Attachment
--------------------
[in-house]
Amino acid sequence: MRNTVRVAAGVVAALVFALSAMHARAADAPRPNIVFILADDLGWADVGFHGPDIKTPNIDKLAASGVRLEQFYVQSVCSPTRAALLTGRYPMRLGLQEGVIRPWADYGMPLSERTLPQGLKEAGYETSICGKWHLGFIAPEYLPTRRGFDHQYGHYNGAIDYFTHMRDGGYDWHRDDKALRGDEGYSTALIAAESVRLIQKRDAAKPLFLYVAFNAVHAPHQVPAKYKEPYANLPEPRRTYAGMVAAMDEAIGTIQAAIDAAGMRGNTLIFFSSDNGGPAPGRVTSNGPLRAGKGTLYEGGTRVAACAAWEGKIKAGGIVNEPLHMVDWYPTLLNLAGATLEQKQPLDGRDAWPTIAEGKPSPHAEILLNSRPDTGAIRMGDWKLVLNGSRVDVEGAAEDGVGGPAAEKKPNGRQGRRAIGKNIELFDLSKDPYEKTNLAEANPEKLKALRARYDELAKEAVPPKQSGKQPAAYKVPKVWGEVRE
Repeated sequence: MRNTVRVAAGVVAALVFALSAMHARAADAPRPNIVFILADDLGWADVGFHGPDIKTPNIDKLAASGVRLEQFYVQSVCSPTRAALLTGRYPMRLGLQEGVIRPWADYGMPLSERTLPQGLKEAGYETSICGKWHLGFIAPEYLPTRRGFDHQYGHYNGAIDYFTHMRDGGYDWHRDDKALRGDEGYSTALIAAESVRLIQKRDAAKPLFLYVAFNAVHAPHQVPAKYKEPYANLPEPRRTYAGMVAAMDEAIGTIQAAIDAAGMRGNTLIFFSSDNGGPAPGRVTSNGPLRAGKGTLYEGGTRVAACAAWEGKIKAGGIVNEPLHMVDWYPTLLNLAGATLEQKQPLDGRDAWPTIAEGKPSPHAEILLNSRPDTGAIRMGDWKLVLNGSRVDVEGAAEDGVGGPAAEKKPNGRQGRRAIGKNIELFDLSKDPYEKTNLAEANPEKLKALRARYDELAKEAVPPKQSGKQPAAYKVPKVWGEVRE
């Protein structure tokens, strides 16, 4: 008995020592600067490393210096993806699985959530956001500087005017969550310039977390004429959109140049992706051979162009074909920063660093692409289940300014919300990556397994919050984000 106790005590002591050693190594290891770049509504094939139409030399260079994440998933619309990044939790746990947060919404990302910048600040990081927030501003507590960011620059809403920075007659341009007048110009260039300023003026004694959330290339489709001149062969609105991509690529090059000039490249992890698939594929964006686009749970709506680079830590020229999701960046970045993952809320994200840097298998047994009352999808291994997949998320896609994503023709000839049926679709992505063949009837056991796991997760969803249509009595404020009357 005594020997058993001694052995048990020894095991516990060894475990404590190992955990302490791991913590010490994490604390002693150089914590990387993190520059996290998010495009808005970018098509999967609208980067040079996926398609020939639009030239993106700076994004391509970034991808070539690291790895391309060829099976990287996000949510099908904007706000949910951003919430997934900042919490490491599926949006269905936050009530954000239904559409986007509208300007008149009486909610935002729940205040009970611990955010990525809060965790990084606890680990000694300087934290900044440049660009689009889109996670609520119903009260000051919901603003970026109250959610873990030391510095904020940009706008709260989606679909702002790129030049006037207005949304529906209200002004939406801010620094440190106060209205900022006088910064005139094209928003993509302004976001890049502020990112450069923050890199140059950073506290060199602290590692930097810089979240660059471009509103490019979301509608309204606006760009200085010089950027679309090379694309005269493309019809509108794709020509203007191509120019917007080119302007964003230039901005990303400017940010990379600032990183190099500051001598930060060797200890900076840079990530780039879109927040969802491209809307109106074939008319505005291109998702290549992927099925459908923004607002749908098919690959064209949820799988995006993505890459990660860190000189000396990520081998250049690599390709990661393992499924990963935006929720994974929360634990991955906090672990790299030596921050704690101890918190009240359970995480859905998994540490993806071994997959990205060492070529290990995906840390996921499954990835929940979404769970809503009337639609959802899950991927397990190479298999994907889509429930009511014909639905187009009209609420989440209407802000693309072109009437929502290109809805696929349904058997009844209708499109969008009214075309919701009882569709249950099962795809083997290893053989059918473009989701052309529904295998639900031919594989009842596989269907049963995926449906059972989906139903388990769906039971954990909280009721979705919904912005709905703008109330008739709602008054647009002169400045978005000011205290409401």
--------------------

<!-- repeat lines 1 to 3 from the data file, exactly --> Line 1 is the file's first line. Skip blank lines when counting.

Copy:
[in-house]
Amino acid sequence: MRNTVRVAAGVVAALVFALSAMHARAADAPRPNIVFILADDLGWADVGFHGPDIKTPNIDKLAASGVRLEQFYVQSVCSPTRAALLTGRYPMRLGLQEGVIRPWADYGMPLSERTLPQGLKEAGYETSICGKWHLGFIAPEYLPTRRGFDHQYGHYNGAIDYFTHMRDGGYDWHRDDKALRGDEGYSTALIAAESVRLIQKRDAAKPLFLYVAFNAVHAPHQVPAKYKEPYANLPEPRRTYAGMVAAMDEAIGTIQAAIDAAGMRGNTLIFFSSDNGGPAPGRVTSNGPLRAGKGTLYEGGTRVAACAAWEGKIKAGGIVNEPLHMVDWYPTLLNLAGATLEQKQPLDGRDAWPTIAEGKPSPHAEILLNSRPDTGAIRMGDWKLVLNGSRVDVEGAAEDGVGGPAAEKKPNGRQGRRAIGKNIELFDLSKDPYEKTNLAEANPEKLKALRARYDELAKEAVPPKQSGKQPAAYKVPKVWGEVRE
Repeated sequence: MRNTVRVAAGVVAALVFALSAMHARAADAPRPNIVFILADDLGWADVGFHGPDIKTPNIDKLAASGVRLEQFYVQSVCSPTRAALLTGRYPMRLGLQEGVIRPWADYGMPLSERTLPQGLKEAGYETSICGKWHLGFIAPEYLPTRRGFDHQYGHYNGAIDYFTHMRDGGYDWHRDDKALRGDEGYSTALIAAESVRLIQKRDAAKPLFLYVAFNAVHAPHQVPAKYKEPYANLPEPRRTYAGMVAAMDEAIGTIQAAIDAAGMRGNTLIFFSSDNGGPAPGRVTSNGPLRAGKGTLYEGGTRVAACAAWEGKIKAGGIVNEPLHMVDWYPTLLNLAGATLEQKQPLDGRDAWPTIAEGKPSPHAEILLNSRPDTGAIRMGDWKLVLNGSRVDVEGAAEDGVGGPAAEKKPNGRQGRRAIGKNIELFDLSKDPYEKTNLAEANPEKLKALRARYDELAKEAVPPKQSGKQPAAYKVPKVWGEVRE